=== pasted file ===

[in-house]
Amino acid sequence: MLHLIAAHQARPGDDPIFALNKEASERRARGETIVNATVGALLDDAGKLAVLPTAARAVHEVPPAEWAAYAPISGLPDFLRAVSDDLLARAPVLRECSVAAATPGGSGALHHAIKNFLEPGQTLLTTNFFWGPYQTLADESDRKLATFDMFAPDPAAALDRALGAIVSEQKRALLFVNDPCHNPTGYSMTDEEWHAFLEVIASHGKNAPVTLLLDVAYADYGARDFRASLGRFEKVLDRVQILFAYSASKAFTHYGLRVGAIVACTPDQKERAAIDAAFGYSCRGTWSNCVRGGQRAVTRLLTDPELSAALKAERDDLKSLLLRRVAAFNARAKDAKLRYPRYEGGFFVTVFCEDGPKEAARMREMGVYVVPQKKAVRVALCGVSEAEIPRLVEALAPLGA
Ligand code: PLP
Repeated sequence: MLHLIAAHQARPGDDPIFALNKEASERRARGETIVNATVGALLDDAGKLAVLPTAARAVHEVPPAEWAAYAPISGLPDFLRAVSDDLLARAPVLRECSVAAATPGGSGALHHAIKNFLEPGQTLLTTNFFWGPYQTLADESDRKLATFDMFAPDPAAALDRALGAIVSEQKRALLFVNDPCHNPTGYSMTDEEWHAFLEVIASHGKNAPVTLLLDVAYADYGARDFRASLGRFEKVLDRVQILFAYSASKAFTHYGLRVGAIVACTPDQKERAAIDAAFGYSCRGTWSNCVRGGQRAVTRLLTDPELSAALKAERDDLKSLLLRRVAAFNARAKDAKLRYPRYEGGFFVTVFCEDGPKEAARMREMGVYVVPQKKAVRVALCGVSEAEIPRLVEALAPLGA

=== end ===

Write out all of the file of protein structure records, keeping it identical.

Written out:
[in-house]
Amino acid sequence: MLHLIAAHQARPGDDPIFALNKEASERRARGETIVNATVGALLDDAGKLAVLPTAARAVHEVPPAEWAAYAPISGLPDFLRAVSDDLLARAPVLRECSVAAATPGGSGALHHAIKNFLEPGQTLLTTNFFWGPYQTLADESDRKLATFDMFAPDPAAALDRALGAIVSEQKRALLFVNDPCHNPTGYSMTDEEWHAFLEVIASHGKNAPVTLLLDVAYADYGARDFRASLGRFEKVLDRVQILFAYSASKAFTHYGLRVGAIVACTPDQKERAAIDAAFGYSCRGTWSNCVRGGQRAVTRLLTDPELSAALKAERDDLKSLLLRRVAAFNARAKDAKLRYPRYEGGFFVTVFCEDGPKEAARMREMGVYVVPQKKAVRVALCGVSEAEIPRLVEALAPLGA
Ligand code: PLP
Repeated sequence: MLHLIAAHQARPGDDPIFALNKEASERRARGETIVNATVGALLDDAGKLAVLPTAARAVHEVPPAEWAAYAPISGLPDFLRAVSDDLLARAPVLRECSVAAATPGGSGALHHAIKNFLEPGQTLLTTNFFWGPYQTLADESDRKLATFDMFAPDPAAALDRALGAIVSEQKRALLFVNDPCHNPTGYSMTDEEWHAFLEVIASHGKNAPVTLLLDVAYADYGARDFRASLGRFEKVLDRVQILFAYSASKAFTHYGLRVGAIVACTPDQKERAAIDAAFGYSCRGTWSNCVRGGQRAVTRLLTDPELSAALKAERDDLKSLLLRRVAAFNARAKDAKLRYPRYEGGFFVTVFCEDGPKEAARMREMGVYVVPQKKAVRVALCGVSEAEIPRLVEALAPLGA